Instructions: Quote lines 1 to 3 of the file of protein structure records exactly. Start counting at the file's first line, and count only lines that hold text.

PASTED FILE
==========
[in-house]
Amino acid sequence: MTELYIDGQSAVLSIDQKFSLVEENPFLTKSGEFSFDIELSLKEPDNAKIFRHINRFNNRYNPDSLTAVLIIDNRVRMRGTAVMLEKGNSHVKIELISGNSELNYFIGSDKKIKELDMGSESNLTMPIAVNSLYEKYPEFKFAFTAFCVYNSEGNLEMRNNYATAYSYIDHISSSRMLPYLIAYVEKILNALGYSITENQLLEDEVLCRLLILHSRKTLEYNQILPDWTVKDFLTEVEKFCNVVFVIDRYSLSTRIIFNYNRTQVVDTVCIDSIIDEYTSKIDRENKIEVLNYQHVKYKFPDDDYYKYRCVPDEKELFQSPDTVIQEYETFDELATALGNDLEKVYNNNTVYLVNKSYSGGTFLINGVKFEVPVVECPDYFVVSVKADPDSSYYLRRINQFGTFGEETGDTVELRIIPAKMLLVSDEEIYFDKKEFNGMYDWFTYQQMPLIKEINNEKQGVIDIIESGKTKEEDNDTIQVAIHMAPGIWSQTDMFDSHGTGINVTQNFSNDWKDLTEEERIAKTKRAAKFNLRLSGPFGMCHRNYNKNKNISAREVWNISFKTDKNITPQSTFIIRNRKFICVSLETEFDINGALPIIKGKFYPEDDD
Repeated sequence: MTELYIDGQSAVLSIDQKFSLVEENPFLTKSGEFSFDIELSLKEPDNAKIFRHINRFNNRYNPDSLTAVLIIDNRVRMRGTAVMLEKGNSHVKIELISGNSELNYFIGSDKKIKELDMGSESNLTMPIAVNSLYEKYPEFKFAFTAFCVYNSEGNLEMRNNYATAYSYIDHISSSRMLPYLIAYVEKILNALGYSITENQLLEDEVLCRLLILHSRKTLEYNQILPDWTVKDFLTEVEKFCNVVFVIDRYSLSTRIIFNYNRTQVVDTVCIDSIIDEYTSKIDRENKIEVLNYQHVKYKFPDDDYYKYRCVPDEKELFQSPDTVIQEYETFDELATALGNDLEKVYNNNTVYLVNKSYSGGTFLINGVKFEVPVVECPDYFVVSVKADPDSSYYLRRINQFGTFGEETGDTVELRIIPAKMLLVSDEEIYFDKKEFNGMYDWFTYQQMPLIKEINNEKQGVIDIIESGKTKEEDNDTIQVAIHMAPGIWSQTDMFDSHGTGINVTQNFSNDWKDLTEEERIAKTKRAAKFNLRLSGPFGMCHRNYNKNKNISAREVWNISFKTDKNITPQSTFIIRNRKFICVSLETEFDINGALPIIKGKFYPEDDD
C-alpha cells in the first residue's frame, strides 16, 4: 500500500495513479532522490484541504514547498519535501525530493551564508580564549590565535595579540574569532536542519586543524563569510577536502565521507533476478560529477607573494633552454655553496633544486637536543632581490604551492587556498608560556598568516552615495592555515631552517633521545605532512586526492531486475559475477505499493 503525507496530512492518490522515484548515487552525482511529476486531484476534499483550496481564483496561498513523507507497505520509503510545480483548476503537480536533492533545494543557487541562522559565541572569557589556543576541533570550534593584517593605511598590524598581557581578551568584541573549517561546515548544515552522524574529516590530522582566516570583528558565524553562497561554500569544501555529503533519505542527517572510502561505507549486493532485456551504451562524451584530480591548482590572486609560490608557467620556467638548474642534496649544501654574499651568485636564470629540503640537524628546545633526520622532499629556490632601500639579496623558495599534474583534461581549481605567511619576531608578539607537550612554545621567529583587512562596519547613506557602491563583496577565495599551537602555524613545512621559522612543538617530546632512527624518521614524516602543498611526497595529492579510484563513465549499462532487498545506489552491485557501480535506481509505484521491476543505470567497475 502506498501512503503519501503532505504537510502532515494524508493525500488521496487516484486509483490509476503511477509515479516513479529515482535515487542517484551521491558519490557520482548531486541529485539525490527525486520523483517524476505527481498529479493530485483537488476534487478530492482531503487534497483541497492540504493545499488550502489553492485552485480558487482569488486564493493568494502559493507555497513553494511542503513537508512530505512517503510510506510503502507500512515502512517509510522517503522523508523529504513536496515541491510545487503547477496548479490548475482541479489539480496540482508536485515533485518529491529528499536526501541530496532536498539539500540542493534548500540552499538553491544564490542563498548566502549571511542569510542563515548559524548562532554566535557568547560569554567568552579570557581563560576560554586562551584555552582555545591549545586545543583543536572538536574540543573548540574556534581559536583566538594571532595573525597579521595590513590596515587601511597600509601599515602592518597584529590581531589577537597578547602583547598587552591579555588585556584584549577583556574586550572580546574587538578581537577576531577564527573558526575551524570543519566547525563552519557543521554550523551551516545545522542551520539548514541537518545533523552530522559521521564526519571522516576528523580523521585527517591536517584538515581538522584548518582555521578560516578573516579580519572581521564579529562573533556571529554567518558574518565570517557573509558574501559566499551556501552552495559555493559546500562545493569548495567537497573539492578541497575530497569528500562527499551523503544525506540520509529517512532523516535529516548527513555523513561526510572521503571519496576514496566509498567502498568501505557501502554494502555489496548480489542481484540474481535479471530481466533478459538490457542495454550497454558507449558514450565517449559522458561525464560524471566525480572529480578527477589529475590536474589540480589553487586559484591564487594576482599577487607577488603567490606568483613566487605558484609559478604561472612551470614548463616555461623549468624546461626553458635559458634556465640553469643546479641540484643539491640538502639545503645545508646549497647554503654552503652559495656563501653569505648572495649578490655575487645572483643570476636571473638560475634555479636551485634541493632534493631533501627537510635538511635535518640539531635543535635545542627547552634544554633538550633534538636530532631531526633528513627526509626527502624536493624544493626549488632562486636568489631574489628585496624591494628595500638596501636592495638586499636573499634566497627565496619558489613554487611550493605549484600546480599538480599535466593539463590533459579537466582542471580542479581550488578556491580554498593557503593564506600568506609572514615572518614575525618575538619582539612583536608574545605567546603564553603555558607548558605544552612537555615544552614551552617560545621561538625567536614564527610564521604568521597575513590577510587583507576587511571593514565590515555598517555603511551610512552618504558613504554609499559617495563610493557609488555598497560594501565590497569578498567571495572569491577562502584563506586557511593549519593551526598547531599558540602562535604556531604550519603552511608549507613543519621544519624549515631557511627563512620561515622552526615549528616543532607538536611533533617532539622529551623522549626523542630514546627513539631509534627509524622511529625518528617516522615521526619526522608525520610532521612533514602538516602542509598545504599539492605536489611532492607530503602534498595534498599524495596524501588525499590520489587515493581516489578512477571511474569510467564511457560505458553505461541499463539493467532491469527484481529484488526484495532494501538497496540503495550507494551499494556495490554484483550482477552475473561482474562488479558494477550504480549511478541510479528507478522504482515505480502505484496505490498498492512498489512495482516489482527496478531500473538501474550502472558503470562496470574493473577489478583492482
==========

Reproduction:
[in-house]
Amino acid sequence: MTELYIDGQSAVLSIDQKFSLVEENPFLTKSGEFSFDIELSLKEPDNAKIFRHINRFNNRYNPDSLTAVLIIDNRVRMRGTAVMLEKGNSHVKIELISGNSELNYFIGSDKKIKELDMGSESNLTMPIAVNSLYEKYPEFKFAFTAFCVYNSEGNLEMRNNYATAYSYIDHISSSRMLPYLIAYVEKILNALGYSITENQLLEDEVLCRLLILHSRKTLEYNQILPDWTVKDFLTEVEKFCNVVFVIDRYSLSTRIIFNYNRTQVVDTVCIDSIIDEYTSKIDRENKIEVLNYQHVKYKFPDDDYYKYRCVPDEKELFQSPDTVIQEYETFDELATALGNDLEKVYNNNTVYLVNKSYSGGTFLINGVKFEVPVVECPDYFVVSVKADPDSSYYLRRINQFGTFGEETGDTVELRIIPAKMLLVSDEEIYFDKKEFNGMYDWFTYQQMPLIKEINNEKQGVIDIIESGKTKEEDNDTIQVAIHMAPGIWSQTDMFDSHGTGINVTQNFSNDWKDLTEEERIAKTKRAAKFNLRLSGPFGMCHRNYNKNKNISAREVWNISFKTDKNITPQSTFIIRNRKFICVSLETEFDINGALPIIKGKFYPEDDD
Repeated sequence: MTELYIDGQSAVLSIDQKFSLVEENPFLTKSGEFSFDIELSLKEPDNAKIFRHINRFNNRYNPDSLTAVLIIDNRVRMRGTAVMLEKGNSHVKIELISGNSELNYFIGSDKKIKELDMGSESNLTMPIAVNSLYEKYPEFKFAFTAFCVYNSEGNLEMRNNYATAYSYIDHISSSRMLPYLIAYVEKILNALGYSITENQLLEDEVLCRLLILHSRKTLEYNQILPDWTVKDFLTEVEKFCNVVFVIDRYSLSTRIIFNYNRTQVVDTVCIDSIIDEYTSKIDRENKIEVLNYQHVKYKFPDDDYYKYRCVPDEKELFQSPDTVIQEYETFDELATALGNDLEKVYNNNTVYLVNKSYSGGTFLINGVKFEVPVVECPDYFVVSVKADPDSSYYLRRINQFGTFGEETGDTVELRIIPAKMLLVSDEEIYFDKKEFNGMYDWFTYQQMPLIKEINNEKQGVIDIIESGKTKEEDNDTIQVAIHMAPGIWSQTDMFDSHGTGINVTQNFSNDWKDLTEEERIAKTKRAAKFNLRLSGPFGMCHRNYNKNKNISAREVWNISFKTDKNITPQSTFIIRNRKFICVSLETEFDINGALPIIKGKFYPEDDD